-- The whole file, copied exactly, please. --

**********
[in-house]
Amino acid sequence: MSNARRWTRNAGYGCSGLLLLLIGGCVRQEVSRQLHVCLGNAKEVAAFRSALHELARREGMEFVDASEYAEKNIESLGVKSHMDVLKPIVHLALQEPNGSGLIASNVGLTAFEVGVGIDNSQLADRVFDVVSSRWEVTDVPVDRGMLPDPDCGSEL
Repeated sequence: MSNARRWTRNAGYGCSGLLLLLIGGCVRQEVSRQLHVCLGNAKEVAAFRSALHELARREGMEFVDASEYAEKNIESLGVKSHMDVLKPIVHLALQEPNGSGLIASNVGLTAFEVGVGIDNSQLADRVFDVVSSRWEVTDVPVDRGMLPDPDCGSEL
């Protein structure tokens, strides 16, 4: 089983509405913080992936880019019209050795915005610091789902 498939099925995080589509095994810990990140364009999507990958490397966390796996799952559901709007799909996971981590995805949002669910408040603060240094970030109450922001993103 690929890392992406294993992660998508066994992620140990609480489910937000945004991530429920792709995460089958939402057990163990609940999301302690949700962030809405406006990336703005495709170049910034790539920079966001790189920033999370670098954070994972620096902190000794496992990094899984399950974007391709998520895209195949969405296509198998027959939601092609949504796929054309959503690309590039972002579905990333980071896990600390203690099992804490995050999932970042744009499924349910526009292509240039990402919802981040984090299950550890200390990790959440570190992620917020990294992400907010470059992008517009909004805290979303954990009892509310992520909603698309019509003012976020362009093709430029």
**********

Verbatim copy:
[in-house]
Amino acid sequence: MSNARRWTRNAGYGCSGLLLLLIGGCVRQEVSRQLHVCLGNAKEVAAFRSALHELARREGMEFVDASEYAEKNIESLGVKSHMDVLKPIVHLALQEPNGSGLIASNVGLTAFEVGVGIDNSQLADRVFDVVSSRWEVTDVPVDRGMLPDPDCGSEL
Repeated sequence: MSNARRWTRNAGYGCSGLLLLLIGGCVRQEVSRQLHVCLGNAKEVAAFRSALHELARREGMEFVDASEYAEKNIESLGVKSHMDVLKPIVHLALQEPNGSGLIASNVGLTAFEVGVGIDNSQLADRVFDVVSSRWEVTDVPVDRGMLPDPDCGSEL
């Protein structure tokens, strides 16, 4: 089983509405913080992936880019019209050795915005610091789902 498939099925995080589509095994810990990140364009999507990958490397966390796996799952559901709007799909996971981590995805949002669910408040603060240094970030109450922001993103 690929890392992406294993992660998508066994992620140990609480489910937000945004991530429920792709995460089958939402057990163990609940999301302690949700962030809405406006990336703005495709170049910034790539920079966001790189920033999370670098954070994972620096902190000794496992990094899984399950974007391709998520895209195949969405296509198998027959939601092609949504796929054309959503690309590039972002579905990333980071896990600390203690099992804490995050999932970042744009499924349910526009292509240039990402919802981040984090299950550890200390990790959440570190992620917020990294992400907010470059992008517009909004805290979303954990009892509310992520909603698309019509003012976020362009093709430029």